The Portal of Scientific Journals and Open Science

The Portal of Scientific Journals and Open Science

Dr. Lilian Nassi-Calò[1]

The initiative of the São Paulo State Health Secretariat to establish a Portal of Scientific Journals is of great importance to provide visibility to the journals of the institutions that integrate the Information and Knowledge Network Virtual Health Library (RIC VHL) and the research they publish.

The five journals have particular characteristics that define and individualize them, but they share the theme of Public Health and Epidemiology in common, which gives this small but valuable collection a singular importance in the health scenario in Brazil and in the Unified Health System (SUS).

Created 80 years ago or more, as the Revista do Instituto Adolpho Lutz (from the Institute of the same name) and Hansenologia Internationalis (Instituto Lauro de Souza Lima), or 16 years ago, as Cadernos de História da Ciência (Instituto Butantan), the journals are indexed in regional and international databases and are recognized for the quality of the articles they publish. They are all open access journals and are exempt from publication fees (article processing charge).

In my view, the Portal’s journals would greatly benefit from adopting Open Science practices. The first step has already been taken, the adoption of diamond open access (APC free open access journal).

It could be said that there are three pillars of open science: open access, open peer review and open research data.

It is not the point to start a discussion about the traditional formats of peer review – single blind and double blind – and the reasons that led the scientific community to rethink this model and propose alternative forms [1,2]. The fact is that innovative models of peer review have been increasingly adopted for the sake of greater speed, efficiency, transparency, responsibility and due academic credit to the reviewers who carry out this detailed and specialized work, which, until now, has been little recognized.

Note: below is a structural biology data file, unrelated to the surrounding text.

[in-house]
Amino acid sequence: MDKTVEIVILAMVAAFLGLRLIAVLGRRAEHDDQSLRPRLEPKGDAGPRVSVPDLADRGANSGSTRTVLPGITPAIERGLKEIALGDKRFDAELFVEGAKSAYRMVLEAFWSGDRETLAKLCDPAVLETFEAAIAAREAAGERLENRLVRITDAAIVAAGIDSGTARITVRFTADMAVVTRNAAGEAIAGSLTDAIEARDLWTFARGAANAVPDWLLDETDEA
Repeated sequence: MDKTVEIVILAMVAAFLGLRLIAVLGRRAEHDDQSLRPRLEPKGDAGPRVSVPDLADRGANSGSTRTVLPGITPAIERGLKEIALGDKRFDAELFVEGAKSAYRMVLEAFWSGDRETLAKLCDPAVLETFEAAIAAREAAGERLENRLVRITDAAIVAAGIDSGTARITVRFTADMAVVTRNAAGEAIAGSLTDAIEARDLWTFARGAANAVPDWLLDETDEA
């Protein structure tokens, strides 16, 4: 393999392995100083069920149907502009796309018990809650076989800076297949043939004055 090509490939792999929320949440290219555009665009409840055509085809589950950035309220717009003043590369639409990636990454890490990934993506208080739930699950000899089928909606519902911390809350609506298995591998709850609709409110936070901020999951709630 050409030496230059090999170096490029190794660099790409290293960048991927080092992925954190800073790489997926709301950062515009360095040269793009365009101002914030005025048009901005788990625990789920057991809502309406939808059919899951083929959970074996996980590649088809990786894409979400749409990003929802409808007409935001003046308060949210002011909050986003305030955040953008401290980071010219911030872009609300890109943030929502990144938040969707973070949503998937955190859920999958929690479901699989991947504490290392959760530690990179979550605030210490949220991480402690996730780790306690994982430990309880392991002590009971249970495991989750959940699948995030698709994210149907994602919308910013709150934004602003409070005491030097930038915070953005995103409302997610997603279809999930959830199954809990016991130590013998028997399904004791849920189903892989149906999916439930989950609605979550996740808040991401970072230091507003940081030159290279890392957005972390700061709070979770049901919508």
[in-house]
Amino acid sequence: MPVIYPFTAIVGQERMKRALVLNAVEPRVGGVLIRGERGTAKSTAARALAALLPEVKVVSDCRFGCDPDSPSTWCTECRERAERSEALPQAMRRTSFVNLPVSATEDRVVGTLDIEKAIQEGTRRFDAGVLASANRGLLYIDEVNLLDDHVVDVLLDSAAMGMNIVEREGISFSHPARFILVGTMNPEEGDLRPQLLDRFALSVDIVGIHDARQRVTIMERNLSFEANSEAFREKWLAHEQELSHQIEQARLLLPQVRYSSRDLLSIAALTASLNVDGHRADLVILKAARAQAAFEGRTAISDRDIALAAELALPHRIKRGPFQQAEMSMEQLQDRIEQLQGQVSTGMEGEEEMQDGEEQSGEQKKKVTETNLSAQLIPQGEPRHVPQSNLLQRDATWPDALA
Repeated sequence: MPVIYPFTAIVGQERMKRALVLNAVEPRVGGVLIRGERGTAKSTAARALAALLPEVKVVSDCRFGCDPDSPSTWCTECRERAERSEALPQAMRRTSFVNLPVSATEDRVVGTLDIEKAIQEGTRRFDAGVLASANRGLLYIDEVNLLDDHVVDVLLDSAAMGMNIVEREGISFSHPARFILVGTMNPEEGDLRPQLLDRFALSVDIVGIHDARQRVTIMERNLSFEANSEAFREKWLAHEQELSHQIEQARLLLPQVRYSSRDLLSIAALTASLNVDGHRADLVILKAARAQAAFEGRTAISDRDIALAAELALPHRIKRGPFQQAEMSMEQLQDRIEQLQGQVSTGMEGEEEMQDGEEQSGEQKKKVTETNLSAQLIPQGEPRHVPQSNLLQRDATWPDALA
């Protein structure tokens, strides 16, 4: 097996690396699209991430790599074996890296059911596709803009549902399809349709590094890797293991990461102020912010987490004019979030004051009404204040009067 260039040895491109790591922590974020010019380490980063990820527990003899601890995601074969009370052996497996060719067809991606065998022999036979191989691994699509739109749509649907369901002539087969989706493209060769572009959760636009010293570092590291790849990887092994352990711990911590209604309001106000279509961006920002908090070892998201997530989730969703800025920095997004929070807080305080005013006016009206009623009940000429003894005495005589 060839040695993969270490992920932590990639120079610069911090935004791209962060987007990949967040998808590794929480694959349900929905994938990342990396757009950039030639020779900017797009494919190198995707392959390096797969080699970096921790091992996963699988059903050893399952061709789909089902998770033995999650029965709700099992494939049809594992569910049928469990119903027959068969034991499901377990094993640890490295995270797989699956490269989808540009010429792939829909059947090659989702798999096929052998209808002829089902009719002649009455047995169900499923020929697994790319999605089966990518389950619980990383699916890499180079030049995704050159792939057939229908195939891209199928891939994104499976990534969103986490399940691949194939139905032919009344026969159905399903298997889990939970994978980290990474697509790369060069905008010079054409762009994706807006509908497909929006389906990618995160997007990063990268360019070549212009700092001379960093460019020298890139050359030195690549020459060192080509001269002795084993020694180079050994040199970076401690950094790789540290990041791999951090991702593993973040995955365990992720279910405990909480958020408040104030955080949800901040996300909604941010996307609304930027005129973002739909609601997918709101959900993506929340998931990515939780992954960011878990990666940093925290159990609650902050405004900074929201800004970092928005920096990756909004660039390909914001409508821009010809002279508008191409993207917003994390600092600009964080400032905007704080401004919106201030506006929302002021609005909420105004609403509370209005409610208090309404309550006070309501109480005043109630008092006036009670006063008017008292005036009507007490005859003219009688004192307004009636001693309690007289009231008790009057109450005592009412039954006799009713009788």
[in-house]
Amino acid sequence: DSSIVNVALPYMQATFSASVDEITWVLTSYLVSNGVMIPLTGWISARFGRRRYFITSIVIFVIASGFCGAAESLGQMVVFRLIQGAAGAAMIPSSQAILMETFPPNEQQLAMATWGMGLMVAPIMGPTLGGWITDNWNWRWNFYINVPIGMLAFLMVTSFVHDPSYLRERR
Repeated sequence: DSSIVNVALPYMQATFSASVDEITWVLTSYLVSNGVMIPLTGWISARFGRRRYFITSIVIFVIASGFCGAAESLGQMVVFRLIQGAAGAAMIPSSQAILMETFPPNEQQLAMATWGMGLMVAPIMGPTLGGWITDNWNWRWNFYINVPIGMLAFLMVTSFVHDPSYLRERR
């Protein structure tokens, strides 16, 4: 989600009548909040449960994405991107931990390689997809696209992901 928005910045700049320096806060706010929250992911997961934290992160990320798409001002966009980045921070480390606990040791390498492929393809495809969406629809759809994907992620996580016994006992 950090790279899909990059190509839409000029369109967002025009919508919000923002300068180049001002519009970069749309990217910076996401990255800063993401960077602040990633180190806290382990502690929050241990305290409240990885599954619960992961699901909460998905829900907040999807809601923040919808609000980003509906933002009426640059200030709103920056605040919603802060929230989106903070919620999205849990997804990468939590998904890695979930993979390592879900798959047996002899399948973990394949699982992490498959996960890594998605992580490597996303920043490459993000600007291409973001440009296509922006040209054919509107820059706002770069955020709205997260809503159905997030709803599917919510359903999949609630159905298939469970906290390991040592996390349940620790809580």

Open peer review is a term that includes numerous ways to “open” this fundamental stage of scholarly communication, whether by revealing the identity of the reviewers, or by carrying out post-publication review, opening the content of the reviews, or even combinations of these methods, as it suits editors, reviewers and authors[3]. Opening the process also allows for the generation of reports [4] on peer review, which until then was not possible due to confidentiality, and for adjusting disparities.

Changing paradigms is not trivial, and it takes time and energy. How editors, authors and reviewers will react to changes in peer review in a decades-old journal is difficult to predict and realize. But it is possible to take it one step at a time. A first step can be taken by journals when considering accepting submission of articles posted as preprints. Preprints are complete articles deposited on servers prior to peer review, to communicate results openly and quickly [5]. Countless Brazilian journals already include in the instructions to authors the acceptance of preprint submissions [6]. Next, identify, in the published articles, the name of the associate editor who oversaw the editorial process of that article, together with the submission and approval dates. A second step would be to identify, with their consent, the name of the reviewers of the articles approved for publication. And so on. Rest assured that the shift from print journals to the digital version, online in open access, has also generated uncertainties, about 20 years ago, which have been overcome.

The third pillar refers to research data. Data sharing is based on the premise that they can be used by other researchers, increasing the possibility of obtaining new results and scientific knowledge.